Since I never met him I cannot comment much on this approach except that it is an excellent tool for honing judgement in a classroom. It makes you use your imagination, can improve confidence in thinking on your feet, and often allows your intuitive response to move to the surface. The problem with this approach is that it can often create answers which are just “made-up.” If your answers are clever, if others like them, you could start to believe that your answers are correct even without any practical experience to back them up. This game of exercising “intellectual intuition” is exciting and fun to do. It can be dangerous if there is simply one small group or only one person who plays the game best and becomes the source of all valid opinion.

For me the issue of infallibility in teaching is an important one in understanding some of the problems in the development of the macrobiotic community. Both Ohsawa and the second generation of Japanese teachers, particularly Michio Kushi, had and have a penchant for broad statements and instant theorizing.

On many occasions, these observations can be right on target, often they are stimulating insights and point to a new perspective on an issue, and sometimes they are mis-informed or face saving opinions created to maintain the illusion of supreme judgement. Since there is little or no opportunity to examine or debate theory, there is no real opportunity for the community to benefit from reflection on opinions which become dogma from the moment of utterance.

This situation is a sad creation of both teachers and the community as a whole. It is an issue which I do not believe is inherently Japanese. Even if it were, it would be one which must be challenged. If we are to develop our understanding in a way which allows for “not knowing” in areas where experience is scant or nonexistent we have to create more opportunity for discussion and debate. Theory based on limited experience must be identified as such. It seems that for many the admission of not knowing the answer to a question, is too yin or a sign of weakness. This might not matter except that we are dealing here with a body of knowledge which is often being applied to help people in times of great personal need, where issues of life and death are being addressed.

The problem of infallibility is compounded when opinions are presented as fact in writing or teaching and defended even where experience proves otherwise. When there is an overriding investment in “knowing it all” it cripples the capacity to learn from mistakes or to adjust or change that which doesn’t work.

Failure to produce the results expected is most often placed on the individual applying the theory, “they didn’t really understand” or “they didn’t really follow the advice correctly” are the standard responses. Dogma not only limits growth and development of macrobiotic understanding, it is potentially dangerous for those who apply it out of belief alone. Denial is a sad reality in macrobiotic propaganda and teaching. The depth of denial in our community is evidenced by the degree of discomfort demonstrated in the face of criticism, whether generated from without or within.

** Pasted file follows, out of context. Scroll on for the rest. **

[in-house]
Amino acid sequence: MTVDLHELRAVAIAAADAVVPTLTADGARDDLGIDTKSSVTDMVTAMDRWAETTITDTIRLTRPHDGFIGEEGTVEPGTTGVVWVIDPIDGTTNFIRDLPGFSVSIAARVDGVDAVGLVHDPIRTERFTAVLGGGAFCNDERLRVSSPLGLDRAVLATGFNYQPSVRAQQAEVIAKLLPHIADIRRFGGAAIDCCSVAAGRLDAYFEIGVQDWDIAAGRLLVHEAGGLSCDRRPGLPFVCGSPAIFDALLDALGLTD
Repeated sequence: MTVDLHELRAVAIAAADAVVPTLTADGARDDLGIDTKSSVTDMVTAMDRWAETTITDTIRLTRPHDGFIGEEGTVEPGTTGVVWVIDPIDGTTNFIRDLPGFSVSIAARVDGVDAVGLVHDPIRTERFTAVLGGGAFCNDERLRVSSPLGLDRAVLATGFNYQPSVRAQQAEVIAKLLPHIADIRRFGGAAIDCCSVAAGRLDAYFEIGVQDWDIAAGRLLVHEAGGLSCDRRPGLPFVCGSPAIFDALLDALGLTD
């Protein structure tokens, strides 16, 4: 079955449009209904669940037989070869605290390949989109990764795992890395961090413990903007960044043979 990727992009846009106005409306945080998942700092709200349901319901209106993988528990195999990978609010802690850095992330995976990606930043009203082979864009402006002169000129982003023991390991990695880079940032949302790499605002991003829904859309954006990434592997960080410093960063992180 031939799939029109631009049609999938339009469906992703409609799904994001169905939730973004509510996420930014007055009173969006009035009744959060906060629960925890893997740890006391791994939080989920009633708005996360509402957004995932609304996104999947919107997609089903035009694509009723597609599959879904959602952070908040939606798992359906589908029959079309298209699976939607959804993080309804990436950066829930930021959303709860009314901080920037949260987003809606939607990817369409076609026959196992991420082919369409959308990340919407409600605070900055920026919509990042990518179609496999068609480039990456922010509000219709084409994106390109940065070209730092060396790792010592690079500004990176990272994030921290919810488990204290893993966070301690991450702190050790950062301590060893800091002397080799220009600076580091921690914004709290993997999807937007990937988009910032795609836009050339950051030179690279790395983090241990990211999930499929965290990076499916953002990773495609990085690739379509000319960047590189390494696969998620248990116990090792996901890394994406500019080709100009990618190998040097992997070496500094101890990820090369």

Education or Indoctrination?
Our response to the mistakes that we make on an individual or group level is a true reflection of our integrity, creativity, and flexibility. It is these qualities of human expression which allow us to grow and learn. Within the macrobiotic community, criticism, however honest, is most often interpreted as an attack. Within macrobiotic organizations and in the community at large this defensiveness often leads to a discounting of any disagreements as being the result of personal animosity, or a result of an individual’s way of eating. If someone expresses an opinion forcibly they must be eating meat, if someone uses a poetic metaphor to describe their feelings they must be eating too much fruit. This stifles expression (even if there’s an element of truth in it).

Several years ago it was found that some macrobiotic infants were seriously low in vitamin B-12. The mothers of these children were often vilified as “having poor judgement” or “not really practicing macrobiotics” even when they were diligently following what they considered the advice laid out in books or taught in lectures. The initial response to those who suggested that the problem might lie in incomplete information in the books or lectures, or that the way of communicating information needed to be reassessed were seen to be attacking the authors of the books. Compassion for the mothers, or serious and timely discussion of why these unfortunate mistakes were made was overwhelmed by “damage control.” The plight of the children and the families were secondary to coming up with a quick explanation and maintaining the appearance of infallibility. The same mentality is evident in the recent illnesses of Aveline and Lilly Kushi.

Aveline is one of the true pioneers of macrobiotics in the world. She has been an inspiration to countless men and women with her unfailing energy, drive, and dedication. She is a courageous woman who has given of herself unconditionally to the cause of macrobiotic education. Her illness should give us all pause for reflection.